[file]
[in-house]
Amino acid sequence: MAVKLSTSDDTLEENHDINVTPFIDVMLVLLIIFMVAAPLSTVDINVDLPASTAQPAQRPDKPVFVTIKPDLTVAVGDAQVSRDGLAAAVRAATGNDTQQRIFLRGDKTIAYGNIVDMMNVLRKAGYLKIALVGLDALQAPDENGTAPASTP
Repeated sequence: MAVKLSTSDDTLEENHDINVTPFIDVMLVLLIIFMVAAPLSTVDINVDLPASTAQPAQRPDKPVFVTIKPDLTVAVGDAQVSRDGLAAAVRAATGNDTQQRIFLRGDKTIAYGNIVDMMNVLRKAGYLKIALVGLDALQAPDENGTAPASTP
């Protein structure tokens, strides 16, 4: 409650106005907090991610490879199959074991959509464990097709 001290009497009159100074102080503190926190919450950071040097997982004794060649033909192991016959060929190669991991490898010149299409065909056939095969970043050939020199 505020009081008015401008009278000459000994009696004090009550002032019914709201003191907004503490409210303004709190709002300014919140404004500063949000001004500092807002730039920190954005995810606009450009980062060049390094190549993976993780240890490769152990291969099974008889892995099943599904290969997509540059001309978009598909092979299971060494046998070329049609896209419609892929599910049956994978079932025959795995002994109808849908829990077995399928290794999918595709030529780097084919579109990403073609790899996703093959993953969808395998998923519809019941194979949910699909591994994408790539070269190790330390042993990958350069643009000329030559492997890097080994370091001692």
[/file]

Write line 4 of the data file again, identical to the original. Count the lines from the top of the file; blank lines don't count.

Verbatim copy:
């Protein structure tokens, strides 16, 4: 409650106005907090991610490879199959074991959509464990097709 001290009497009159100074102080503190926190919450950071040097997982004794060649033909192991016959060929190669991991490898010149299409065909056939095969970043050939020199 505020009081008015401008009278000459000994009696004090009550002032019914709201003191907004503490409210303004709190709002300014919140404004500063949000001004500092807002730039920190954005995810606009450009980062060049390094190549993976993780240890490769152990291969099974008889892995099943599904290969997509540059001309978009598909092979299971060494046998070329049609896209419609892929599910049956994978079932025959795995002994109808849908829990077995399928290794999918595709030529780097084919579109990403073609790899996703093959993953969808395998998923519809019941194979949910699909591994994408790539070269190790330390042993990958350069643009000329030559492997890097080994370091001692």